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Who are the Lakers targeting to upgrade their guard position?

The Lakers have tried to get a scoring guard multiple times, dating back to last season.

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Graphic via Kendrew Abueg / Silver Screen and Roll

Even though the Lakers won the 2020 NBA championship (I still smile every time I write that), the front office will surely continue to look for ways to improve this roster. One common theme that has emerged from their efforts is that the Lakers are interested in another playmaker who can bend defenses with his ability to score.

Brian Windhorst indicated as much in an interview with our own Jas Kang. As Windhorst said, “There’s a deal out there for them for another guard. That would be interesting. I’ll see if they actually go forward with it. It’s a guard on the last year of his contract who was great last year for his team and that team may be looking to move him.”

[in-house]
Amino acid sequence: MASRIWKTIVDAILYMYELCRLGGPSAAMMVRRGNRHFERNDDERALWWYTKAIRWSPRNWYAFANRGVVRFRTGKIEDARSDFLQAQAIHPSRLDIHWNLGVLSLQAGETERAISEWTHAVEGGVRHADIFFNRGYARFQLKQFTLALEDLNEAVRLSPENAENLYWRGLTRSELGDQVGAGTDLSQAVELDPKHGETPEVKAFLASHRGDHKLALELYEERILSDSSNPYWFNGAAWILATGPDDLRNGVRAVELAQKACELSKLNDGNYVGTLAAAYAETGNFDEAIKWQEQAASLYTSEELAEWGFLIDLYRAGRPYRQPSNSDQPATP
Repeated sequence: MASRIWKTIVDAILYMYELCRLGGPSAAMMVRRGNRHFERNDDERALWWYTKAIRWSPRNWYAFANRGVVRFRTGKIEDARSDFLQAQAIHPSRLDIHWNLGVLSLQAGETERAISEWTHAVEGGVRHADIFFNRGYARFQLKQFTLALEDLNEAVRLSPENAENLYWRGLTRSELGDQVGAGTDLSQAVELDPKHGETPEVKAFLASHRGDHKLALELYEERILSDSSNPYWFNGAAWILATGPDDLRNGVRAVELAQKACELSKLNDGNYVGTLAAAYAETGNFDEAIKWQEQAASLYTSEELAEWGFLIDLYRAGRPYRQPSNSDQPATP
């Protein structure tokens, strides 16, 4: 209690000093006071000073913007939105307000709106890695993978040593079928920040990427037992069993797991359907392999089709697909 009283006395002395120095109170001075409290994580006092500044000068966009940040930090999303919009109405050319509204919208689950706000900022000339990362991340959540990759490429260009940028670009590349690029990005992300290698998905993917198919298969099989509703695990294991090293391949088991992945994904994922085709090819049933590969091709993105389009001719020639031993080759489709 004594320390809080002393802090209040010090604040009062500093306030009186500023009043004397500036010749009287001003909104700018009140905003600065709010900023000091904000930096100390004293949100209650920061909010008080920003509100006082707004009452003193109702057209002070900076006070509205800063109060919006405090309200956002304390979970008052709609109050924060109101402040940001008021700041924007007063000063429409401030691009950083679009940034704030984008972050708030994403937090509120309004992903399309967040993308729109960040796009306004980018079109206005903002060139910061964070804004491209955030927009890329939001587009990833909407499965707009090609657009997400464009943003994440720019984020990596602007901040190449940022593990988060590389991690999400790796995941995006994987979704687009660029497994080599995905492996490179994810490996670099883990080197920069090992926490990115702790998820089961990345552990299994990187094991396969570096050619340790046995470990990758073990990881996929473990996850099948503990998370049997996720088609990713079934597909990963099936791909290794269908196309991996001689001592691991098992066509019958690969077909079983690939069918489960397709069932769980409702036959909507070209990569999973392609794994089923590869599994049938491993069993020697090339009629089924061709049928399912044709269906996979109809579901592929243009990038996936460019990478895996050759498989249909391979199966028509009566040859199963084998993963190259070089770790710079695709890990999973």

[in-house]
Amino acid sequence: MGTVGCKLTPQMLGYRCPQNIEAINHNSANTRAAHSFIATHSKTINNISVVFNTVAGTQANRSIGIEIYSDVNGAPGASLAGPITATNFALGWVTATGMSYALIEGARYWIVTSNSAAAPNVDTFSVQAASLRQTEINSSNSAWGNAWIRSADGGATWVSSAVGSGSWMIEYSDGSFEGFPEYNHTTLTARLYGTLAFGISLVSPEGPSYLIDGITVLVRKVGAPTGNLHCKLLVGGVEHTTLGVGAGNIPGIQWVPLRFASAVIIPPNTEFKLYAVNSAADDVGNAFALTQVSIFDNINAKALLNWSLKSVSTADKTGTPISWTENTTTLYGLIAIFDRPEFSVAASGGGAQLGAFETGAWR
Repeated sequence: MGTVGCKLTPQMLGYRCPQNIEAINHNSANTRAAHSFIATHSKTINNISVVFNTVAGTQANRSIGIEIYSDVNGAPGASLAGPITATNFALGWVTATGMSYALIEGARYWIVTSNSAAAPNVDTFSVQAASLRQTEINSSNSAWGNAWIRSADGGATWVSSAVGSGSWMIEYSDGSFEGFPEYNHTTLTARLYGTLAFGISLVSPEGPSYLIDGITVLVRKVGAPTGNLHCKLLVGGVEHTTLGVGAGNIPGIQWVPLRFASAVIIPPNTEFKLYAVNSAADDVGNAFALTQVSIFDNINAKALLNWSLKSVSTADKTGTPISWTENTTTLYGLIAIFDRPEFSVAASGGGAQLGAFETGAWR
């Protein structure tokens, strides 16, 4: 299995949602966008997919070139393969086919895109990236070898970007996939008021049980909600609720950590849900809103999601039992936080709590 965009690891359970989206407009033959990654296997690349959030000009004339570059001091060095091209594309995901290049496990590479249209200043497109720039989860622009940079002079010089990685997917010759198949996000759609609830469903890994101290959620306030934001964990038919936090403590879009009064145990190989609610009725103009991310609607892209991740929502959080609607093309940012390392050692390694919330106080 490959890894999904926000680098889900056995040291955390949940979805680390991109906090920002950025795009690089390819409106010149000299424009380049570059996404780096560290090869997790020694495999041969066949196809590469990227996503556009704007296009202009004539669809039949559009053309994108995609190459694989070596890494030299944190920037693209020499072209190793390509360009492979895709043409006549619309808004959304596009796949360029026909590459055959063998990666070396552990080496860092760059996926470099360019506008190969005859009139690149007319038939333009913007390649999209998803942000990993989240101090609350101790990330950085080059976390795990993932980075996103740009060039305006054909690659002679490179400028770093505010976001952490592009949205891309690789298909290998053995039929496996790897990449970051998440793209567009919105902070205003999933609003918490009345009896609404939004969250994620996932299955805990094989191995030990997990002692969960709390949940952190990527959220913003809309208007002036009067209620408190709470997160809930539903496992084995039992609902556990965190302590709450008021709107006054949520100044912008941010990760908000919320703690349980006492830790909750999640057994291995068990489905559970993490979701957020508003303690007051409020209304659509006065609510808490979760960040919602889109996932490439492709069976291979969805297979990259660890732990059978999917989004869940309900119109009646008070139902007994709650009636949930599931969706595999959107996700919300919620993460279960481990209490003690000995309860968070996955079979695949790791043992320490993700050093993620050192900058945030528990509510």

Windhorst doesn’t specify which guard — or even what kind of guard — the Lakers are targeting, but the front office’s pattern of behavior over the past year suggests it’s a jitterbug point guard who can alleviate some of the scoring burden on the team’s two superstars.

Exhibit A: The Lakers offered Detroit Alex Caruso at the trade deadline in exchange for Derrick Rose. Rose is no longer the athlete he once was after years of knee problems, but he can still get to the rim consistently. Per Cleaning the Glass, he took 39 percent of his shots there last season, placing him in the 78th percentile of point guards. He also got another 28 percent of his shots in the floater range, demonstrating his ability to consistently put pressure on the basket. Furthermore, Rose had the highest assist percentage of his career last season on a team that wasn’t exactly bursting with offensive threats.

Exhibit B: The Lakers put the full-court press on Darren Collison in February before the L.A. native decided not to come out of retirement. Collison doesn’t attack the rim like Rose, but he provides a scoring threat with his outside shooting. He has also never averaged fewer than 5.2 assists per 36 minutes, a mark that was only eclipsed by LeBron James and Rajon Rondo on the Lakers this season.